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Tips for a Recently Diagnosed Cancer Patient

I’ve had cancer for a decade. While there has been many roller coasters along the way, the first few weeks after a diagnosis were the most stressful and mentally draining. Through my cancer journey, like my business career, having role models and mentors were critical. So to honor my 10-year anniversary with cancer, as well as National Mentoring month, I will pull out my big “C” mentoring cap and provide a series of posts on how to move forward with a recent cancer diagnosis.

Whether you are the patient or caregiver, a cancer diagnosis can be surreal and somewhat shocking. What blows is that you can’t bury your head in the sand for long. You have to make several decisions in a short amount of time. Here are a few tips that worked for me when it came to handling those first few weeks.

Don’t Do Extensive Research on the Internet About Your Diagnosis – Get Second & Third Opinions Instead

Unless you’re a doctor or medical practitioner that specializes in cancer treatment, skimming the internet will likely bring more anxiety than calming nerves. If you crave that information right away, ask a friend to do the research focusing on learning about the latest medical treatments for your type of cancer (drugs, surgeries, chemotherapy, radiation and other modalities). Don’t search out statistics; look to find anecdotal success stories.

Get Second & Third Opinions

I can’t stress this enough. I know it’s exhausting and overwhelming. Plus, you want to have faith in your first doc because you often trust them for navigating you through the initial diagnosis. However, getting more opinions provides opportunities to digest all the new information with professionals trained to discuss it. Sometimes doctors don’t agree, which is why having several physicians explain the data and recommendations can be incredibly useful. Each appointment is an opportunity to ask more questions in order to feel good about your treatment plan.

Find an Appointment Buddy

Don’t go to appointments alone. Choose someone who will join you every time. The first several weeks are tiresome, confusing, scary, and nauseating. That is why having a close friend or family member take notes at appointments is incredibly necessary. They can help you discuss potential treatment plans and provide questions to ask the doctors when you are feeling crazed.

Organize A Medical Binder

Gather all relevant doctor’s appointment reports and scans and put in a binder. Contact the medical records department where you had your scans and procedures. Ask them for two (2) copies on CD of each scan with the reports and any other procedure reports (i.e. biopsy). You will need all this information to share with doctors for second and third opinions. Plus, it will be handy if you find someone in the medical or natural field who wants to help you on your journey in the future.

Create Your Own Inner Circle and Network Within It

The first few weeks, I didn’t want anyone to know that I had cancer. In addition to being upset and scared, I didn’t have the time to explain to others what I was thinking, feeling and going to do. Thanks to a small group of family and friends, my inner-circle did it for me once I was ready to share the news.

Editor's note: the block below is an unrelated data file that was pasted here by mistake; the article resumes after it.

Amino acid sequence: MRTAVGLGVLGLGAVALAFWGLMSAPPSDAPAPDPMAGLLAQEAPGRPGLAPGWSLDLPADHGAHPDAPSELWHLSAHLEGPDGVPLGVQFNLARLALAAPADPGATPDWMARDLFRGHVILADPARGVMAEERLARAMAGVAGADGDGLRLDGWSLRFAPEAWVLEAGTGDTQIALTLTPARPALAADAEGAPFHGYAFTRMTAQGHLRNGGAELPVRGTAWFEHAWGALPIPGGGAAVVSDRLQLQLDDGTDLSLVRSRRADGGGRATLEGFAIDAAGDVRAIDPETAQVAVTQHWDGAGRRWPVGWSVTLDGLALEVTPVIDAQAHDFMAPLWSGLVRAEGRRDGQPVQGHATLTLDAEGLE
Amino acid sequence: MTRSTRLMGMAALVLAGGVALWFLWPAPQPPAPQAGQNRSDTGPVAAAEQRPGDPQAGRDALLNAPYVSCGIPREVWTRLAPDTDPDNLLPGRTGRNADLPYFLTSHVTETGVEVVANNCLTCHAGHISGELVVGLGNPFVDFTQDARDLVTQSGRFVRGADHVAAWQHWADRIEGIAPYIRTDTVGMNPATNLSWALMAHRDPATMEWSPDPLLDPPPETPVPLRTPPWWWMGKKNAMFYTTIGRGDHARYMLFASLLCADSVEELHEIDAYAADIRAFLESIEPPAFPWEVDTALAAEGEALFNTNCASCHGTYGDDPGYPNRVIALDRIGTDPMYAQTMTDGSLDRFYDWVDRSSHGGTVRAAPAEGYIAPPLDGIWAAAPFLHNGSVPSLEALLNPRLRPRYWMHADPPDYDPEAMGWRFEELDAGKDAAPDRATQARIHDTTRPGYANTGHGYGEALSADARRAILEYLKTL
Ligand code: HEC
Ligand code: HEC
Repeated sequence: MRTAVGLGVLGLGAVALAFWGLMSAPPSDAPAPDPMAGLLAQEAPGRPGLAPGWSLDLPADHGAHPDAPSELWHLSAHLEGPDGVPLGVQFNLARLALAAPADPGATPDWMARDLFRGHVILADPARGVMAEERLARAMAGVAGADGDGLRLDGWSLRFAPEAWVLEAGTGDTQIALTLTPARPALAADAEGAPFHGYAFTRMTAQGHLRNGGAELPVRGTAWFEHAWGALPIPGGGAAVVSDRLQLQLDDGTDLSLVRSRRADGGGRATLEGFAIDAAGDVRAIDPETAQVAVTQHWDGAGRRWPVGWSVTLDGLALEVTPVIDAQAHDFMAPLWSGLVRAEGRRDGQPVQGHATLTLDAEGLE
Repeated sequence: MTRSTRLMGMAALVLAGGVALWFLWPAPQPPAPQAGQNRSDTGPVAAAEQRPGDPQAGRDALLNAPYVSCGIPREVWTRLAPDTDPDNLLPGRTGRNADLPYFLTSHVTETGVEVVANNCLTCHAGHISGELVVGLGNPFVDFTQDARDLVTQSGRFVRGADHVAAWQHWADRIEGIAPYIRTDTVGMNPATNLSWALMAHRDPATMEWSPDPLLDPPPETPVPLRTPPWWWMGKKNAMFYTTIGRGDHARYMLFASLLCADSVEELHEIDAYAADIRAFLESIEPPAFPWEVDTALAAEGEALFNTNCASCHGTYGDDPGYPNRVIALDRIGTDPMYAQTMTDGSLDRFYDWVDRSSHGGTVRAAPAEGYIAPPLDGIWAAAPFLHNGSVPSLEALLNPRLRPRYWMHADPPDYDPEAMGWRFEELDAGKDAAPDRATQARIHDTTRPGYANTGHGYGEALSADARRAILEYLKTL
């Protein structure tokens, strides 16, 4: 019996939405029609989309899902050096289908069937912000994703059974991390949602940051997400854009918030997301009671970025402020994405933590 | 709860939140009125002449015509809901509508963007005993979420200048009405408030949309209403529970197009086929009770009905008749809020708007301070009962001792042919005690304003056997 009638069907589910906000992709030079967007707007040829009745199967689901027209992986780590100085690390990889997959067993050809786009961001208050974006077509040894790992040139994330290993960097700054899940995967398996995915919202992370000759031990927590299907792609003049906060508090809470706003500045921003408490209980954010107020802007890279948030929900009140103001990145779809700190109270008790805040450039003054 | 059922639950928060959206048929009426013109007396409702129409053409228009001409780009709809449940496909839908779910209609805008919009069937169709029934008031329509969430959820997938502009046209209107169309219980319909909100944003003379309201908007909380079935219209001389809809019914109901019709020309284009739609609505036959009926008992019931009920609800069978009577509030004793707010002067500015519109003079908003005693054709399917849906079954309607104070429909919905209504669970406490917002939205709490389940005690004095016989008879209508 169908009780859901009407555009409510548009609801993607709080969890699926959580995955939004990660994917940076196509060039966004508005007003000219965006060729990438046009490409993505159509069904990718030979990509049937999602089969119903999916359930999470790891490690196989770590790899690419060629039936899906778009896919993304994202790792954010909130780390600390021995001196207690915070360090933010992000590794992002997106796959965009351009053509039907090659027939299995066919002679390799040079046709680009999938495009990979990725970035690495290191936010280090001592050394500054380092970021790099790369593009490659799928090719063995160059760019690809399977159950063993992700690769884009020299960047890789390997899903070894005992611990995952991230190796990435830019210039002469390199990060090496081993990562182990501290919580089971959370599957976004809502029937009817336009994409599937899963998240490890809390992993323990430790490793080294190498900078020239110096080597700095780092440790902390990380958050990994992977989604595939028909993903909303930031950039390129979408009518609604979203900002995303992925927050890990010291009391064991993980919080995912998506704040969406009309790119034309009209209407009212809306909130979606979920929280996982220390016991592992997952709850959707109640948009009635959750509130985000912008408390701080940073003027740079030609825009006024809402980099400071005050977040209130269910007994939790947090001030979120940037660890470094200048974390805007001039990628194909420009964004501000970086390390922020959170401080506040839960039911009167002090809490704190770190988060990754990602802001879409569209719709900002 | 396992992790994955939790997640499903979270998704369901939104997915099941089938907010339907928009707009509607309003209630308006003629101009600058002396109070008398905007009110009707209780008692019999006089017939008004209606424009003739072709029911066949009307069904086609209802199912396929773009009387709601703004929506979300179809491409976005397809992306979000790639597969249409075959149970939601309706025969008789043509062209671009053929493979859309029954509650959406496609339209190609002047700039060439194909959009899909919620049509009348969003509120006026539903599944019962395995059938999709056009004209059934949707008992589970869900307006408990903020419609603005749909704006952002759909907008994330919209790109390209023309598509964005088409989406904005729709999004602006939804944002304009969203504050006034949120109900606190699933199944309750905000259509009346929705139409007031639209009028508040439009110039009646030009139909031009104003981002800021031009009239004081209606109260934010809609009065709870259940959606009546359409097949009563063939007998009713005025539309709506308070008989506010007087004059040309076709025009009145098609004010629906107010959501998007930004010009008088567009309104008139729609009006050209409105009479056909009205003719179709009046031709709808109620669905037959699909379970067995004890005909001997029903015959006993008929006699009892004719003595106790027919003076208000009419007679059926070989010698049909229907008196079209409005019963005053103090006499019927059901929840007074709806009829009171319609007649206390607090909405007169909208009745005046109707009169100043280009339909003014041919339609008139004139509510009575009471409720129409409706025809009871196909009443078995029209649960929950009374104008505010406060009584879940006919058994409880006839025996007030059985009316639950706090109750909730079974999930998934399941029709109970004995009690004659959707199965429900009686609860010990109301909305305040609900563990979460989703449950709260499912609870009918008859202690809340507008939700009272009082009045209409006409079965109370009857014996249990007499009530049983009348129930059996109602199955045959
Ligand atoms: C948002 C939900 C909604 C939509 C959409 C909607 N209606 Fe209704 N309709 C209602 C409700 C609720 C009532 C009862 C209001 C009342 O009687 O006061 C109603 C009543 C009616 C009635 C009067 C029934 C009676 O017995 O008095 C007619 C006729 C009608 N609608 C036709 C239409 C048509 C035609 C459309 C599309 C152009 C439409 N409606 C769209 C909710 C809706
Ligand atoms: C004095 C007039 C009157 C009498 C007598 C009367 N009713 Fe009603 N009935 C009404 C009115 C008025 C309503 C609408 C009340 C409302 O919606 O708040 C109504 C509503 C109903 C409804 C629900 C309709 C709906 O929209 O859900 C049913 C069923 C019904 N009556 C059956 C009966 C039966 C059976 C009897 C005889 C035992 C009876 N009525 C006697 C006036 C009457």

The good news about people learning you are sick is that they often want to be there for you. Help comes in many forms: homemade dinners, rides to appointments, feel-good gestures, creative care packages and practical resources. Your friends and extended family members may know others in the medical or natural field that can provide useful information and advice when you’re trying to make decisions on treatment. I know it sounds silly to network about your cancer, but isn’t your life worth it?

Ask for Help

Your friends and family often feel helpless because they don’t know what it is like to be in your shoes. Delegate opportunities for them to help because it makes your life easier, which is what they want. Some ideas include researching doctor and hospital program information, cleaning laundry, scheduling meal deliveries, and babysitting kids, to name a few.

Because I’m silly, a year ago today, I asked my inner circle to help me laugh. Within hours, my best friends across the country joined me, my son and my niece in a Night-Before-My-Scan-Results Dance Party. Our theme song was PitBull’s “Feel the Moment” and I watched seven videos of them dancing in their kitchens, high-powered offices and cars.

For more information on navigating through the initial stages, see the resources below:

Questions to Ask Your Doctor About Cancer Treatment – Cancer.gov

How to Find a Doctor: Oncologist, radiation oncologist, surgeon or other specialist – WebMD Physician Finder, ZocDoc or the American Medical Association Doctor Finder

Counseling. Support Groups. Education. Financial Assistance – CancerCare.org

Over the next few weeks, I will discuss my favorite cancer related books to share with newly-diagnosed patients and caregivers. I will also talk about how to be a “good” patient. Please tell me what other information would be useful or share stories about what helped you or a loved one upon an initial diagnosis.

 

3 Comments

  1. These are great ideas for a time when it must seem impossible to know what to do or say.

    • Caryn Sullivan

      Thanks Jessie. It was challenging, but since I had to go through it, I hope to make things a little bit easier for someone else.

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